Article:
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The relationship between eating disorders and body dysmorphia

Tue, 10/13/2020 - 11:43
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People with eating disorders are 12 times more likely to be preoccupied with perceived flaws in their physical appearance than those without, according to researchers from Anglia Ruskin University (ARU). The study authors claim their research provides more evidence of the complex relationship that exists between body dysmorphic disorder (BDD) and eating disorders. Furthermore, they recommended that practitioners working with BDD subjects should screen for eating disorders due to the high morbidity associated with eating disorders.

"Body dysmorphia can result in anxiety, stress and reduced quality of life. While sufferers of eating disorders, such as anorexia and bulimia nervosa, share similar traits to those with body dysmorphia, research into any correlation between the two is sparse,” said lead author, Dr Mike Trott, a researcher in Sports Science at ARU. "Healthcare professionals working with people with body dysmorphia should screen them for eating disorders regularly, as this research shows a strong correlation between the two."

The for the study, ‘Prevalence and correlates of body dysmorphic disorder in health club users in the presence vs absence of eating disorder symptomology’, published in Eating and Weight Disorders - Studies on Anorexia, Bulimia and Obesity, the researchers sought to assess correlates of BDD (including social media use, motivations for exercise, exercise addiction, and sexuality) stratified by eating disorder symptomology.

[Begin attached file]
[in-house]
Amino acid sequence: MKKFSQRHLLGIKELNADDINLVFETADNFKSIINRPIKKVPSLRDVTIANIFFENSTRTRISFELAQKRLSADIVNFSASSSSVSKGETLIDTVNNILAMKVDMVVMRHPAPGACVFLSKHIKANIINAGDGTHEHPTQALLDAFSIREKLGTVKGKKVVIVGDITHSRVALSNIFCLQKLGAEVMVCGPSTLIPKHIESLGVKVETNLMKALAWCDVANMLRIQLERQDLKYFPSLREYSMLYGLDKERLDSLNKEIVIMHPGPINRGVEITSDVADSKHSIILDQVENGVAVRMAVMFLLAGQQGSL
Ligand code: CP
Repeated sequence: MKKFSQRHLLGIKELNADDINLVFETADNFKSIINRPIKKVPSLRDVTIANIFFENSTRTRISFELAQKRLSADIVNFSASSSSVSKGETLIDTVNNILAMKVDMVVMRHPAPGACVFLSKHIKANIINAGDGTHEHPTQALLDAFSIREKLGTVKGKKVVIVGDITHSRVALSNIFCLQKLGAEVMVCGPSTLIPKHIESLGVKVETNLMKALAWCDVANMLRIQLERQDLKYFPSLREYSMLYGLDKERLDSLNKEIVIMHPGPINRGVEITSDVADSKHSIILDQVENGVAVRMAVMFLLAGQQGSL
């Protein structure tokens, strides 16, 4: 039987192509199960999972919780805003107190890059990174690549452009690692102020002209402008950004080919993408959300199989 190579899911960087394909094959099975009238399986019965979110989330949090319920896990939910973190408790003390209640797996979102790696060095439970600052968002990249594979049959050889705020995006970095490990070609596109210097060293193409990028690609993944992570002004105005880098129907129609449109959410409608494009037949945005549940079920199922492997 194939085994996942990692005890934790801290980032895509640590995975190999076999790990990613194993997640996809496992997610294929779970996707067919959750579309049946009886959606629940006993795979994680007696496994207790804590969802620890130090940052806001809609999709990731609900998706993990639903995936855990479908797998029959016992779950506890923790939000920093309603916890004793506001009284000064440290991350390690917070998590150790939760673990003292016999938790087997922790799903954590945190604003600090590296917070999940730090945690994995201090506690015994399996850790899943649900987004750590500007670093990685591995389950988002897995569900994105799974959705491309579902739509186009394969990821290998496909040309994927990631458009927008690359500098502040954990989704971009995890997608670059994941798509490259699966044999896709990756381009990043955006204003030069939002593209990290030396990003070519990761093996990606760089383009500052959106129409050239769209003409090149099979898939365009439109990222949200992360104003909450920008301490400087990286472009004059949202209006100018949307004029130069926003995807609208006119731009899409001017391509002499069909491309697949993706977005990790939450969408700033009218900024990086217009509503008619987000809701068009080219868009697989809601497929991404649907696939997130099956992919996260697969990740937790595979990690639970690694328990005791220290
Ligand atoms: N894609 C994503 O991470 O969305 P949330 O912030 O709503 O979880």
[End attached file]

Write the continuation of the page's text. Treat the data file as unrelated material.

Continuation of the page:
They surveyed more than 1,665 health club members recruited via social media who completed online surveys. BDD prevalence rates were calculated and logistic regression models were created in two sub-samples: indicated or no-indicated eating disorder symptomology.

The key findings showed the prevalence of BDD in participants with indicated-eating disorder symptomology was significantly higher than in participants without indicated-eating disorder symptomology, yielding an odds ratio of 12.23. Furthermore, several correlates were associated with BDD only participants with an absence of eating disorder symptomology (gender, BMI, exercise addiction, exercising for mood improvement, attractiveness and tone), with others being significantly associated with BDD in participants in the presence of indicated eating disorders symptomology (exercising for health and enjoyment, relationship status, and ethnicity).

Around 30% of participants had indicated eating disorder and the researchers noted that 76% of those people also suffered from body dysmorphia. The paper also found no significant associations between body dysmorphia, sexuality and social media use, although there was association with gender, with women being more likely to show symptoms of body dysmorphia.